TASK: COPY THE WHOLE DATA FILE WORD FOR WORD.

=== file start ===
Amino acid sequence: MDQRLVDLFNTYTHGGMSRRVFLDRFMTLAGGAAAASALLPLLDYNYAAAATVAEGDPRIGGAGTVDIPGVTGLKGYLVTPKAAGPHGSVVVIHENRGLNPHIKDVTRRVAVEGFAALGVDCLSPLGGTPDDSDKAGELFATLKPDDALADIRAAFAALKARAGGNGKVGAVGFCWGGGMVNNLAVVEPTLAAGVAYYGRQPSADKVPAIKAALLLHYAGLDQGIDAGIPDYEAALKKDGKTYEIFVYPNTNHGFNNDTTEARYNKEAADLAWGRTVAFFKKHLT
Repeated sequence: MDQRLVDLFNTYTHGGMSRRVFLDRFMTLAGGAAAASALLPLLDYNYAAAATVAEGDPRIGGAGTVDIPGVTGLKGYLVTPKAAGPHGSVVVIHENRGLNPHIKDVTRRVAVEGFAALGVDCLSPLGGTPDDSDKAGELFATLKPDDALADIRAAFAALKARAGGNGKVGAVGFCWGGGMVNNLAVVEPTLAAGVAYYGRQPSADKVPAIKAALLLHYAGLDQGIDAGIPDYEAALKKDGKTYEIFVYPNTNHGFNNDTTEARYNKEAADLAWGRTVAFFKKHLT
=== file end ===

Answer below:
Amino acid sequence: MDQRLVDLFNTYTHGGMSRRVFLDRFMTLAGGAAAASALLPLLDYNYAAAATVAEGDPRIGGAGTVDIPGVTGLKGYLVTPKAAGPHGSVVVIHENRGLNPHIKDVTRRVAVEGFAALGVDCLSPLGGTPDDSDKAGELFATLKPDDALADIRAAFAALKARAGGNGKVGAVGFCWGGGMVNNLAVVEPTLAAGVAYYGRQPSADKVPAIKAALLLHYAGLDQGIDAGIPDYEAALKKDGKTYEIFVYPNTNHGFNNDTTEARYNKEAADLAWGRTVAFFKKHLT
Repeated sequence: MDQRLVDLFNTYTHGGMSRRVFLDRFMTLAGGAAAASALLPLLDYNYAAAATVAEGDPRIGGAGTVDIPGVTGLKGYLVTPKAAGPHGSVVVIHENRGLNPHIKDVTRRVAVEGFAALGVDCLSPLGGTPDDSDKAGELFATLKPDDALADIRAAFAALKARAGGNGKVGAVGFCWGGGMVNNLAVVEPTLAAGVAYYGRQPSADKVPAIKAALLLHYAGLDQGIDAGIPDYEAALKKDGKTYEIFVYPNTNHGFNNDTTEARYNKEAADLAWGRTVAFFKKHLT